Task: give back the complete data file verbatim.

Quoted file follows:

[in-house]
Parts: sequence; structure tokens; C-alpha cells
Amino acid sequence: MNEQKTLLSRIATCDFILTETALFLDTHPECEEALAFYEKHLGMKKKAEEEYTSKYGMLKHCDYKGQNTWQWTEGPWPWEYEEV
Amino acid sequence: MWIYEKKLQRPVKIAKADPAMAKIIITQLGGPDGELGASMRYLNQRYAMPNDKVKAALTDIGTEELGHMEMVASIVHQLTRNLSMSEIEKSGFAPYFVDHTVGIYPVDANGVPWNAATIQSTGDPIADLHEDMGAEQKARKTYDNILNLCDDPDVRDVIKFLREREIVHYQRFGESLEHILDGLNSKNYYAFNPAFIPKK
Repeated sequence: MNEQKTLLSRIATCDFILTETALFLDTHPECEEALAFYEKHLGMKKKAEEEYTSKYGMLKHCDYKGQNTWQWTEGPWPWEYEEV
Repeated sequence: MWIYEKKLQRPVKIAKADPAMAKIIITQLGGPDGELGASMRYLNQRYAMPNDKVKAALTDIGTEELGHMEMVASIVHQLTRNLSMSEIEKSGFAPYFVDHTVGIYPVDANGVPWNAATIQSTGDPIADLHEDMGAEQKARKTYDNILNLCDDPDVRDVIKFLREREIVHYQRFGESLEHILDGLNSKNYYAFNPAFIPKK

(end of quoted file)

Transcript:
[in-house]
Parts: sequence; structure tokens; C-alpha cells
Amino acid sequence: MNEQKTLLSRIATCDFILTETALFLDTHPECEEALAFYEKHLGMKKKAEEEYTSKYGMLKHCDYKGQNTWQWTEGPWPWEYEEV
Amino acid sequence: MWIYEKKLQRPVKIAKADPAMAKIIITQLGGPDGELGASMRYLNQRYAMPNDKVKAALTDIGTEELGHMEMVASIVHQLTRNLSMSEIEKSGFAPYFVDHTVGIYPVDANGVPWNAATIQSTGDPIADLHEDMGAEQKARKTYDNILNLCDDPDVRDVIKFLREREIVHYQRFGESLEHILDGLNSKNYYAFNPAFIPKK
Repeated sequence: MNEQKTLLSRIATCDFILTETALFLDTHPECEEALAFYEKHLGMKKKAEEEYTSKYGMLKHCDYKGQNTWQWTEGPWPWEYEEV
Repeated sequence: MWIYEKKLQRPVKIAKADPAMAKIIITQLGGPDGELGASMRYLNQRYAMPNDKVKAALTDIGTEELGHMEMVASIVHQLTRNLSMSEIEKSGFAPYFVDHTVGIYPVDANGVPWNAATIQSTGDPIADLHEDMGAEQKARKTYDNILNLCDDPDVRDVIKFLREREIVHYQRFGESLEHILDGLNSKNYYAFNPAFIPKK